Don't limit freedom to seek sensitivity There is a dangerous trend, often reinforced by the media and politicians, to "split the difference," to be "fair and balanced" or to "capture the middle." But when an important debate is treated in a fashion designed only to produce compromise, this approach can violate both reason and progress. For example, those who believe the world is round should not be told to modify their position or to try and find a middle ground because their beliefs are offensive to those who still are convinced the world is flat.
NEWS
November 30, 2003
IT'S WHERE journalists are most needed that they're most abused. Governments don't torture, murder or jail journalists in quiet countries where little is happening, or in noisy countries where there are a thousand and one competing voices. Journalists are most on the line in places where the truth is precious, where it is a matter of life and death. Last week the Committee to Protect Journalists presented its International Press Freedom Awards, at an only slightly incongruous black-tie dinner in New York.
NEWS
By Maureen Ryan and Maureen Ryan,CHICAGO TRIBUNE | September 28, 2003
CHICAGO - Should homosexuals be hired as teachers? One outspoken Internet pundit says no. But his opinion has fueled a controversy over academic freedom of expression because it is posted on a site maintained by the writer's employer, a state university. Hiring gay teachers "puts the fox into the chicken coop," Eric Rasmusen wrote on his Web log, or "blog," on Aug. 26. "Male homosexuals, at least, like boys and are generally promiscuous," he continued. "They should not be given the opportunity to satisfy their desires."
NEWS
By Douglas Birch and Douglas Birch,SUN FOREIGN STAFF | December 9, 2002
MOSCOW - When the novelist and short story writer Viktor Yerofeyev dared to publish an anthology of unauthorized literary works in 1979, Soviet authorities accused him of producing "pornography." He was then barred from publishing a word of his writing for eight years. Now, at the age of 55, Yerofeyev, an author who mixes the philosophical and the erotic, is once again the target of a moral crusade. The author is being harassed not by dour agents of the KGB but by a nationwide association of students known as Moving Together, who revere the country's president, Vladimir V. Putin - a dour former agent of the KGB. Like the Communist Party's guardians of public morals, Moving Together finds Yerofeyev's sardonic view of Russian society offensive to the point of being obscene.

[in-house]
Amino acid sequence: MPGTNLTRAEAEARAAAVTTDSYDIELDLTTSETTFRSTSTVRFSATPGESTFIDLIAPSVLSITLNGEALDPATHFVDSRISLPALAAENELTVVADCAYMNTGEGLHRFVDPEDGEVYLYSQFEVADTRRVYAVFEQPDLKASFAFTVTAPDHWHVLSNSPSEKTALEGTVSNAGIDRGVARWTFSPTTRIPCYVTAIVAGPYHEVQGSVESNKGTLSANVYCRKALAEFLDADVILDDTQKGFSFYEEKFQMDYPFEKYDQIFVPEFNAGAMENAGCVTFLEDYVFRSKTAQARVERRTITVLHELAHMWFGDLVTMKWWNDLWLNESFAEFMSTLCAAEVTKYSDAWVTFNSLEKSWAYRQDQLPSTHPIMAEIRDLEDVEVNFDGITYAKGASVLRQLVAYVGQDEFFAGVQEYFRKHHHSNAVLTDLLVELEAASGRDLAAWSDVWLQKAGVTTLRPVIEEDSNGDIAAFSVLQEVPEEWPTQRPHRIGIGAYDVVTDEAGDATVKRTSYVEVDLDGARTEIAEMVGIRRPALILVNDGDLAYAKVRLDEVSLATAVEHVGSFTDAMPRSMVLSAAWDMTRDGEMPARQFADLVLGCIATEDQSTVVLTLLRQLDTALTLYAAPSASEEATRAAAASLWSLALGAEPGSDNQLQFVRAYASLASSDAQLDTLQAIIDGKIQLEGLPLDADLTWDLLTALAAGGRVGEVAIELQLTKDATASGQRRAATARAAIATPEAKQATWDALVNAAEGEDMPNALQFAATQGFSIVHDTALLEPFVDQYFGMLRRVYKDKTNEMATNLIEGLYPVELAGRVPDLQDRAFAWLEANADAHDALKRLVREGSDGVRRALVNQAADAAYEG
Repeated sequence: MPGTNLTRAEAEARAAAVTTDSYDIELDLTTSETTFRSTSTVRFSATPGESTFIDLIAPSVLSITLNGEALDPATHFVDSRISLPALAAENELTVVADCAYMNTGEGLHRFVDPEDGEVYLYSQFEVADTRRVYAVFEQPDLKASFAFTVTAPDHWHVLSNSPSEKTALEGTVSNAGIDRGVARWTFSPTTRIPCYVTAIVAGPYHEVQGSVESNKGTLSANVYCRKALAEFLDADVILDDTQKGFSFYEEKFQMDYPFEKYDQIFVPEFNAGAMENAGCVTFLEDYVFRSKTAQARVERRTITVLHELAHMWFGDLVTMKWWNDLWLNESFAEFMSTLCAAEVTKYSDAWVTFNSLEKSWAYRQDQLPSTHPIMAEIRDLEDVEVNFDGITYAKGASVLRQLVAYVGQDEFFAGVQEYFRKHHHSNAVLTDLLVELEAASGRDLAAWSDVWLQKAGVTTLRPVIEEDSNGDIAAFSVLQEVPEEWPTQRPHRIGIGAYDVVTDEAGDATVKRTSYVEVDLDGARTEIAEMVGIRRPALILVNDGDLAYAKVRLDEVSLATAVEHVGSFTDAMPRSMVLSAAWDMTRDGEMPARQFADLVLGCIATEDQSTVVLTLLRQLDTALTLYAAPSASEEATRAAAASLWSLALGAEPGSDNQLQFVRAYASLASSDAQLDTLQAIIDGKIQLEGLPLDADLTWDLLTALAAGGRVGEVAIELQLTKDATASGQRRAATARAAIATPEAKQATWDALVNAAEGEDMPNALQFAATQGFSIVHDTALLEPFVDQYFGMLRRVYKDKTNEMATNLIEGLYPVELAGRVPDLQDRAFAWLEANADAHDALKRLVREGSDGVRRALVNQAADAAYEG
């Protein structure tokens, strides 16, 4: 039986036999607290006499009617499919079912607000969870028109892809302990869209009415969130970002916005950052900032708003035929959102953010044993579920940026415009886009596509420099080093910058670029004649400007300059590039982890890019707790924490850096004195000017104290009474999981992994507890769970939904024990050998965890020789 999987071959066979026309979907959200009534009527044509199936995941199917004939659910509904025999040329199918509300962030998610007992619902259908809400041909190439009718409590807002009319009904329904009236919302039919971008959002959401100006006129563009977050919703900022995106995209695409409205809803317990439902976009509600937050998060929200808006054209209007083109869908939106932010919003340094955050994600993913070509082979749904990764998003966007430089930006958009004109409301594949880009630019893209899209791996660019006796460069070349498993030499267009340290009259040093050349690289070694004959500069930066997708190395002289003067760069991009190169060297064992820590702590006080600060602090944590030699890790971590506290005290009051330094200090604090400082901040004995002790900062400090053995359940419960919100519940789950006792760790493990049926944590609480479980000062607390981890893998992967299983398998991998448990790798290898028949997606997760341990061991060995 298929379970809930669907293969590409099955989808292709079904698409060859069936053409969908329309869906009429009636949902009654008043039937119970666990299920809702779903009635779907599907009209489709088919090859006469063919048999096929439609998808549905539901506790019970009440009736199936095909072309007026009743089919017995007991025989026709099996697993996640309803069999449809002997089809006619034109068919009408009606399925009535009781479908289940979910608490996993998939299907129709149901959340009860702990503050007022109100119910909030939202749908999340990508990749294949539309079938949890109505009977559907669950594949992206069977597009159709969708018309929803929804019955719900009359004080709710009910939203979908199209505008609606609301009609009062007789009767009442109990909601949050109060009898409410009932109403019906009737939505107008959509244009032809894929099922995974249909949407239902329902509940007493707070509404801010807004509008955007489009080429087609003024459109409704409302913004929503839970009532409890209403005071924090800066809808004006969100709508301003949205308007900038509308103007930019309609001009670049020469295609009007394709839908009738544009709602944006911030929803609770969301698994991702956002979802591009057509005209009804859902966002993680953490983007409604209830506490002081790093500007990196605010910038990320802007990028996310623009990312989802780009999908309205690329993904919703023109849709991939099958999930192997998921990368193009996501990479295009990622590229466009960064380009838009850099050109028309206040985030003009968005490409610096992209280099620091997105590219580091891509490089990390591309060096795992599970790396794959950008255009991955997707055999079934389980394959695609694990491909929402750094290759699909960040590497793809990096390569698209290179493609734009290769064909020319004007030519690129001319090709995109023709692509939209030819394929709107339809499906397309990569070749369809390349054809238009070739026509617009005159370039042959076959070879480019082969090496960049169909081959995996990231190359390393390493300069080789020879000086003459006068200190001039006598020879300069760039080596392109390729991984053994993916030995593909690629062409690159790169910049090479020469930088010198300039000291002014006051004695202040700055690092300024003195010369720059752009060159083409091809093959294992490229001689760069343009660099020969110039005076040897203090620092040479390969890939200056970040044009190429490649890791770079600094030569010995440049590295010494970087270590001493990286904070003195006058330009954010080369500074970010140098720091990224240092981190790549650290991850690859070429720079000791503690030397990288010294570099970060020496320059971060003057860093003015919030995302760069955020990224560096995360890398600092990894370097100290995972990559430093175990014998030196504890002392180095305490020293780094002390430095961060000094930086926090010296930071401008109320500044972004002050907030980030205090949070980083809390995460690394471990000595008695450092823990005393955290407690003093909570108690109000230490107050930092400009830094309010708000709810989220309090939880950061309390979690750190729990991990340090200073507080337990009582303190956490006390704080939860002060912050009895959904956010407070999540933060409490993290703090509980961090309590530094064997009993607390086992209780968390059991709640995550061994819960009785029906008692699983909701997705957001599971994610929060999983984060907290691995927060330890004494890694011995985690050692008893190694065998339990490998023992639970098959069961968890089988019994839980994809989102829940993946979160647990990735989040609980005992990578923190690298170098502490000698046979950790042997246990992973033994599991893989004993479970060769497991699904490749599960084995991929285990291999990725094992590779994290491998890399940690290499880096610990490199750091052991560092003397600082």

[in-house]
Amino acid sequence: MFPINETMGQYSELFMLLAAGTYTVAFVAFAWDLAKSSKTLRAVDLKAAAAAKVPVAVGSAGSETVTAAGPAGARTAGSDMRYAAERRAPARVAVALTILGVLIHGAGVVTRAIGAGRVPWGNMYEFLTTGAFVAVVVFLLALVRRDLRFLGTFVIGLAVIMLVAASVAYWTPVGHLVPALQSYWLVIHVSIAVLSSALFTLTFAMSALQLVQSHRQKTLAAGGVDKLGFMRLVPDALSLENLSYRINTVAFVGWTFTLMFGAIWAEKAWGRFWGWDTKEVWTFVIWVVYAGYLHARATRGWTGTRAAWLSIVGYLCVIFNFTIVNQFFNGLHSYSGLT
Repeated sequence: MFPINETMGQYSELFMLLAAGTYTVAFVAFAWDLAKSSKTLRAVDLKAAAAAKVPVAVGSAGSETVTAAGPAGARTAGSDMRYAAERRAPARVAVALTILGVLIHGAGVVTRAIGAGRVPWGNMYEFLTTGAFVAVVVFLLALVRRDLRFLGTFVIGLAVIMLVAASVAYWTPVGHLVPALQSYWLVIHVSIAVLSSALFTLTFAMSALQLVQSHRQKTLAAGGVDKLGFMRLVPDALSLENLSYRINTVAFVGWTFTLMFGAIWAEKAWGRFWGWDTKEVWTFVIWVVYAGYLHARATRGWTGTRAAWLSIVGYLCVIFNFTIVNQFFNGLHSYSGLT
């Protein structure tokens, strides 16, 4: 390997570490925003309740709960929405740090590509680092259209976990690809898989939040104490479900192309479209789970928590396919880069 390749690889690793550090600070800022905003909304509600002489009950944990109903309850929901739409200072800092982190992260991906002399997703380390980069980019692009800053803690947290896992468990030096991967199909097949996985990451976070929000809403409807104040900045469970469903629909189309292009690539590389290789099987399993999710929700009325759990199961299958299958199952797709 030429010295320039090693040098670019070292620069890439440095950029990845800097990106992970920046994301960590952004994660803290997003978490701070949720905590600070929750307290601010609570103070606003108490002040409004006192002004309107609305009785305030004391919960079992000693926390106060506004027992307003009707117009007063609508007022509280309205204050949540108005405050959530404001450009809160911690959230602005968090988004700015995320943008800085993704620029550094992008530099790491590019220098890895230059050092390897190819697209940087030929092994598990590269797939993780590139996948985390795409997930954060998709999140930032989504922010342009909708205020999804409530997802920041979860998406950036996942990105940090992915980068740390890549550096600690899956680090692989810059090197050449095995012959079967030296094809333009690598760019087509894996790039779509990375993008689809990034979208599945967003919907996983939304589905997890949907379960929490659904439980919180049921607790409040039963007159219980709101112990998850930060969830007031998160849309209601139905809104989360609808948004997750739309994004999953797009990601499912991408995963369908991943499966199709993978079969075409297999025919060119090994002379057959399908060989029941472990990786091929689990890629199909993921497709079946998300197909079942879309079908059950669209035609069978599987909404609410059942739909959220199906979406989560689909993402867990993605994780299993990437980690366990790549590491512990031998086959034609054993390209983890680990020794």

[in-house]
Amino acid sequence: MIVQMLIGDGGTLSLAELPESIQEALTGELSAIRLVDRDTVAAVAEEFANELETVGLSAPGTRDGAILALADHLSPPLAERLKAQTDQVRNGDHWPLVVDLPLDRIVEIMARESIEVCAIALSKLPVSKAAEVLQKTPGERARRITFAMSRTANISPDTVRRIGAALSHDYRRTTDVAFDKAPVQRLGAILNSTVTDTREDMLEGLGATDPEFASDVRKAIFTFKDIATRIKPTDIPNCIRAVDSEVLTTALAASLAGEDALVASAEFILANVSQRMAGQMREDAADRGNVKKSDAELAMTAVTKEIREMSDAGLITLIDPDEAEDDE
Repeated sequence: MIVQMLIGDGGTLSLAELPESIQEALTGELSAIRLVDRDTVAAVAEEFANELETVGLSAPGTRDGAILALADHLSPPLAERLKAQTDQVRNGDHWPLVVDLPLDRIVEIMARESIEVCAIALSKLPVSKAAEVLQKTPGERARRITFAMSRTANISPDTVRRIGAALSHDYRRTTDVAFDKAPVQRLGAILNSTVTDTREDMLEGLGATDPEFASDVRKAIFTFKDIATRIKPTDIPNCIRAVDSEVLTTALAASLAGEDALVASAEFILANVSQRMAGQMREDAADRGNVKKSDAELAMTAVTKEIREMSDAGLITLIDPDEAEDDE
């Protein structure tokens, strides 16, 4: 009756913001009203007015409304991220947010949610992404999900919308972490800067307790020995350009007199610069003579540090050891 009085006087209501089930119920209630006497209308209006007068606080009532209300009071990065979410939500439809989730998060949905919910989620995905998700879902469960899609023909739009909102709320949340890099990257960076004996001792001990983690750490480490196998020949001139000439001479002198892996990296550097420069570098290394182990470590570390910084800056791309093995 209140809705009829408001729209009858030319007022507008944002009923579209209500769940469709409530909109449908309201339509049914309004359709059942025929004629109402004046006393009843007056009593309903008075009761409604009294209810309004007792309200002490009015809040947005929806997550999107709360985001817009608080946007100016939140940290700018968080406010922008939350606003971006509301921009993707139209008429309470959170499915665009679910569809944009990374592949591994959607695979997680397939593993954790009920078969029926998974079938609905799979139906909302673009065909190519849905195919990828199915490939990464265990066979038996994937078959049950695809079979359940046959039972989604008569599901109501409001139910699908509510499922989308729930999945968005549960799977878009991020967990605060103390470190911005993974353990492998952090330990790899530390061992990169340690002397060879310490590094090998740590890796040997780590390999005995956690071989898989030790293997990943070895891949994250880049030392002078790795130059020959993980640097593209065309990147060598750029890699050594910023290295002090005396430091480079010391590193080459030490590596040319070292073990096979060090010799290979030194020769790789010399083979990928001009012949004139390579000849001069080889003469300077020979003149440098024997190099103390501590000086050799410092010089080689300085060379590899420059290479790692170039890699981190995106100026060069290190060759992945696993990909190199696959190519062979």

ENTERTAINMENT
By Victoria A. Brownworth and By Victoria A. Brownworth,Special to the Sun | December 1, 2002
The hallmark of American politics, dissent is the keystone of U.S. democracy. Every movement for social change in the U.S. has been predicated on dissent; every evolution of our democracy, including the abolition of slavery, the emancipation of women and the incorporation of civil rights for the disenfranchised, has been heralded by dissent. Yet increasingly since Sept. 11, freedom of speech is under threat. Attorney General John Ashcroft has asserted that dissent is unpatriotic. President Bush has implied the same in his quest for support for a war against Iraq, demanding politicians and the nation "speak with one voice" -- his. But doesn't differentiated discourse make for a stronger democracy?
NEWS
April 18, 2002
WE FIND CHILD pornography abhorrent, whether it is real or "virtual." Substituting childlike adult actors or computer-generated characters so lifelike as to fool the eye does not make this brand of smut any less repugnant. So when the Supreme Court ruled this week to protect free speech in cases where no child is exploited in the manufacture or marketing of child pornography, we nodded in support and winced at the same time. The Child Pornography Prevention Act of 1996 had over-reached, sweeping into the same gutter the abuse of children for adult entertainment and popular and literary images in which there "appear to be" minors having sex. It made no distinction between a coming-of-age tale like American Beauty, a masterwork of art and a pedophile's video collection.
NEWS
By Ellen Uzelac and Ellen Uzelac,Sun Staff Correspondent | September 23, 1990
WAVERLY, Tenn. -- It was in the parking lot of the Piggly Wiggly not far from Loretta Lynn's dude ranch that Tommy Turner recently concluded that the country had gone to h - - l.Who but the devil could account for the lyrics the 48-year-old county Farm Bureau manager heard blaring from a car radio that day?"
NEWS
November 30, 2003
IT'S WHERE journalists are most needed that they're most abused. Governments don't torture, murder or jail journalists in quiet countries where little is happening, or in noisy countries where there are a thousand and one competing voices. Journalists are most on the line in places where the truth is precious, where it is a matter of life and death. Last week the Committee to Protect Journalists presented its International Press Freedom Awards, at an only slightly incongruous black-tie dinner in New York.
NEWS
By Timothy B. Wheeler and Timothy B. Wheeler,SUN STAFF | November 29, 1998
MILLINGTON -- Who said everyone loves a parade?Residents of this historic Kent County town are learning how wrong that old saying is, as they grapple with a dispute about whether to allow a gay pride march in their midst.They also are chewing over the meaning of another chestnut, something about "the right of the people peaceably to assemble."An openly gay 21-year-old resident has sparked another skirmish in the nation's culture wars by declaring that he wants to hold a parade celebrating homosexuality through these picturesque streets at the headwaters of the Chester River.
NEWS
By GRAGORY KANE | October 24, 1998
I open the envelope, remove the card, and there it is: a horse's rump staring at me."Thinking of you," the caption inside reads. Underneath is a handwritten message from the sender who identified himself -- or perhaps herself -- only as L.F.E."